European Pilchard

(Sardina pilchardus)

European pilchard

1. What is it?

Morocco

European pilchard (Sardina pilchardus) are small, fast-growing fish that form large schools and are considered moderately vulnerable to high fishing pressures. The stock status for the entire region remains unknown although there are indications of localized overfishing and overexploitation of stocks in fishing zones A and B while stock in zone C is not fully fished.

Portugal

European pilchard ( Sardina pilchardus ) are small, fast growing fish that form large schools and are considered to be moderately vulnerable to high fishing pressures. Stock levels remain low despite a reduction in fishing pressure. Although there are several improvements regarding stock, limited data and increasing catch trends leaves this fishery under risk of uncertainty.

2. How was it caught or farmed?

Morocco

European pilchard are caught using purse-seine nets that are set around a school of fish in the surface to mid-water. Once the school is surrounded, the bottom of the net is closed by a footrope. There is no known damage to the benthic habitat and bycatch of other small fish is considered to be low.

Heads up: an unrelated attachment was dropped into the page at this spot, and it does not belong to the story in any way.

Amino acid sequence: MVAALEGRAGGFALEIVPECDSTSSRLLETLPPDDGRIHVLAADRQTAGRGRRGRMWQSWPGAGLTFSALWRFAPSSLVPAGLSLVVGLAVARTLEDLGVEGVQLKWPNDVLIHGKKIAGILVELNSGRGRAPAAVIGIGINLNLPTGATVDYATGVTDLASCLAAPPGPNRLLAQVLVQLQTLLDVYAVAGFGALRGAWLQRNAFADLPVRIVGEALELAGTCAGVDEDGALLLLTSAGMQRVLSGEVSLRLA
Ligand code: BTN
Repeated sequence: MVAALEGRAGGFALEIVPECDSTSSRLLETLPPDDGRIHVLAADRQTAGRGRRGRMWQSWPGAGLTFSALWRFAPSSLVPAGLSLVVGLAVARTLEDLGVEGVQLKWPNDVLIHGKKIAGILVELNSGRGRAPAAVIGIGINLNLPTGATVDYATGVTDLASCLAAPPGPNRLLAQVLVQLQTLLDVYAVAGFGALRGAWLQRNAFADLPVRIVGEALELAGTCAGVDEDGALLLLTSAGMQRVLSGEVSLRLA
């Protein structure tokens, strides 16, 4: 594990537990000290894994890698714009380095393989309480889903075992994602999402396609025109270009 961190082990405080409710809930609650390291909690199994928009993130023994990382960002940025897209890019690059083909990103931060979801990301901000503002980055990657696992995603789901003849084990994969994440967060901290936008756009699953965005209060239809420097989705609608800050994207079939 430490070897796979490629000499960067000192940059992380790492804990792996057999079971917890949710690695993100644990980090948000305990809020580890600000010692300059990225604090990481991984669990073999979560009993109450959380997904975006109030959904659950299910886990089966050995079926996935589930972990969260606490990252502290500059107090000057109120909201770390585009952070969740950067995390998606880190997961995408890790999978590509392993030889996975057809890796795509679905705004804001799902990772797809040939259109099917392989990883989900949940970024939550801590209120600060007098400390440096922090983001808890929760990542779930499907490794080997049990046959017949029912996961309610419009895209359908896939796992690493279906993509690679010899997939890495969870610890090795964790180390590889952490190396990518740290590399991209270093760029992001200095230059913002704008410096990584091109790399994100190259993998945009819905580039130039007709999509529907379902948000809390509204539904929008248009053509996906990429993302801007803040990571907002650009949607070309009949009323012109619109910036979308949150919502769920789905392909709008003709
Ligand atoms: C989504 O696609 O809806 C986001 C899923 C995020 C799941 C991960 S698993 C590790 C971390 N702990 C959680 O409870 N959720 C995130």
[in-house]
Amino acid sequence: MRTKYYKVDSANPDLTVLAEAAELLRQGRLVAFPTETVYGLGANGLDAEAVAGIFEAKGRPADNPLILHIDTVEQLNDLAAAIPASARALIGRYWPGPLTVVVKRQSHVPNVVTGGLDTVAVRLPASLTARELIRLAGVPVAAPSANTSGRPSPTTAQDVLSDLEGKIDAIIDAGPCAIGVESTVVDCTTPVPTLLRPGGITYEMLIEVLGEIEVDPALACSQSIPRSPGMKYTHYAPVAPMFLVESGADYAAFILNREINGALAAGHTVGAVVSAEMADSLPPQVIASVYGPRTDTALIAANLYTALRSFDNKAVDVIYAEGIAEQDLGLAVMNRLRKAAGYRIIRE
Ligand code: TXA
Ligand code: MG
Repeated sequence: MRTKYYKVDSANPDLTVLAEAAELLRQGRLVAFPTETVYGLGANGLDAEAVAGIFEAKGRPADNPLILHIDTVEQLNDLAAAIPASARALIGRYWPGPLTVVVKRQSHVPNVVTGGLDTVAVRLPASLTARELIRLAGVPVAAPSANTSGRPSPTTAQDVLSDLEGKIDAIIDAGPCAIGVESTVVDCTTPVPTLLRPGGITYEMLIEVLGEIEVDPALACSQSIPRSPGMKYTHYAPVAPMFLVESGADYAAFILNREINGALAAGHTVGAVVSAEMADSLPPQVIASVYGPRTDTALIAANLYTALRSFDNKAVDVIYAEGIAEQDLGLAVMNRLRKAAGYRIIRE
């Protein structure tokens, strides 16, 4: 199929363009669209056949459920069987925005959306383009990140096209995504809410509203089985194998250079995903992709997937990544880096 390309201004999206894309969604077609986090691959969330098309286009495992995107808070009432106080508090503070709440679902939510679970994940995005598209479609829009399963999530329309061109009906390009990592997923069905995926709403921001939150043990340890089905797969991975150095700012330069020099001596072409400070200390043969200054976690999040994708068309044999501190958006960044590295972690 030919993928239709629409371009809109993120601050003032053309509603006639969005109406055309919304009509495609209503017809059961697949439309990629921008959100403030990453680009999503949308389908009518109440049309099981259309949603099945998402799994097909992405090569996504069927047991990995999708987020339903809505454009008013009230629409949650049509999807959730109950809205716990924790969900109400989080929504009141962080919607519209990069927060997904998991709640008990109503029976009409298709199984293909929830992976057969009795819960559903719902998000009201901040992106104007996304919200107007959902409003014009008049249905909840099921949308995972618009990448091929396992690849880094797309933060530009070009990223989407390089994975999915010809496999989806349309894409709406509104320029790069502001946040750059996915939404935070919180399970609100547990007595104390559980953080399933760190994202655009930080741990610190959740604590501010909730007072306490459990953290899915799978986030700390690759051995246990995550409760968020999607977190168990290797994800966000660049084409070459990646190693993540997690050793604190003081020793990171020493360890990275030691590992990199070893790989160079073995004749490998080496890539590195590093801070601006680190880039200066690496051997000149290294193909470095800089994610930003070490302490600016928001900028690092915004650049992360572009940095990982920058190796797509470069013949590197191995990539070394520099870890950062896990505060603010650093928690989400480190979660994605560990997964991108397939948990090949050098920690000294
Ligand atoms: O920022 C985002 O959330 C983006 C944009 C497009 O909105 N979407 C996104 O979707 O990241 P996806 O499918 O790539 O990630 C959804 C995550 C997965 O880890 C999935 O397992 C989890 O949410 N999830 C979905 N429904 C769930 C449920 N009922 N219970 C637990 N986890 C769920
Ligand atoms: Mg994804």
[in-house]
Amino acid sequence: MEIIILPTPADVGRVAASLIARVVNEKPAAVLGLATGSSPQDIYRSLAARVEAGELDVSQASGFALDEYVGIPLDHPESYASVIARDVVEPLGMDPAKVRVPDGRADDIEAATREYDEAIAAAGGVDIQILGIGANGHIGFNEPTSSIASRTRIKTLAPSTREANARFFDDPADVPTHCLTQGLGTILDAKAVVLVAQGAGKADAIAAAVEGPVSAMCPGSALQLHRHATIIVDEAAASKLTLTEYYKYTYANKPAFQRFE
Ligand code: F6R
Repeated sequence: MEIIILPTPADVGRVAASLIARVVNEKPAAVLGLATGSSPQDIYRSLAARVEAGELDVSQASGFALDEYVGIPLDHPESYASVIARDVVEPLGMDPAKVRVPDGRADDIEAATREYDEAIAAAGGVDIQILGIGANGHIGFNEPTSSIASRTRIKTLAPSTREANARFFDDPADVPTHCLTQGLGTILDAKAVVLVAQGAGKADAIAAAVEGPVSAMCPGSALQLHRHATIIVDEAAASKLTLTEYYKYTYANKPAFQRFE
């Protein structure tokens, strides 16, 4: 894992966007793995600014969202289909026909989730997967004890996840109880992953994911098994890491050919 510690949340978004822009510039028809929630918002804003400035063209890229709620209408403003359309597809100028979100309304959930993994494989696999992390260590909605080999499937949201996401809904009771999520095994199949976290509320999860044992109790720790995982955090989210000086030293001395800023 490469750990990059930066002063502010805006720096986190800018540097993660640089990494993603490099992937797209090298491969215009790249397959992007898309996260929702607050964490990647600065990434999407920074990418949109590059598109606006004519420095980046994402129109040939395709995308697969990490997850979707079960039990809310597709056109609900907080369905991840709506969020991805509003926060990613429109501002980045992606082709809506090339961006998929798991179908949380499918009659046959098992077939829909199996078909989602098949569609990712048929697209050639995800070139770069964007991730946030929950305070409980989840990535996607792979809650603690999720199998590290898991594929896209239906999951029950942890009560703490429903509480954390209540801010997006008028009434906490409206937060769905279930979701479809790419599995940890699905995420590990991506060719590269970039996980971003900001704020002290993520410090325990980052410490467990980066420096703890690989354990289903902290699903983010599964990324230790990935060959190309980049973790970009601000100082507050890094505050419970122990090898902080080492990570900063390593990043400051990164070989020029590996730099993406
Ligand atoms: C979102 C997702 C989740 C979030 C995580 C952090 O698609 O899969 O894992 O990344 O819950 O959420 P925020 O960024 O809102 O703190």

Portugal

European pilchard are caught using purse-seine nets which are set around a school of fish in the surface to mid-water. Once the school is surrounded, the bottom of the net is closed by a footrope. The impact on endangered, threatened or protected species is unlikely and discarding of non-target species is thought to be low however concern remains regarding the impact on dolphins and vulnerable bird species. The proportion of juvenile sardines caught within the fishery has increased. There is very little impact on the benthic environment and species.

3. Where is it from?

Morocco

European pilchard are fished around the coastline of Morocco (FAO 34) extending towards the Mediterranean Sea and imported into South Africa. Management is considered to be unknown as no definitive management plan has been defined for the whole fishing region (subdivided into three areas namely A, B, and C). There are indications that at least one of the fishing areas (Area C) has a management plan, which includes the use of a Total Allowable Catch (TAC) limitation although the effectiveness of the plan remains unknown.

Portugal

European pilchard are caught along the coast of Portugal (FAO 27) and imported into South Africa. Some area specific management measures are in place; however effectiveness is unknown and recovery of stock remains uncertainty.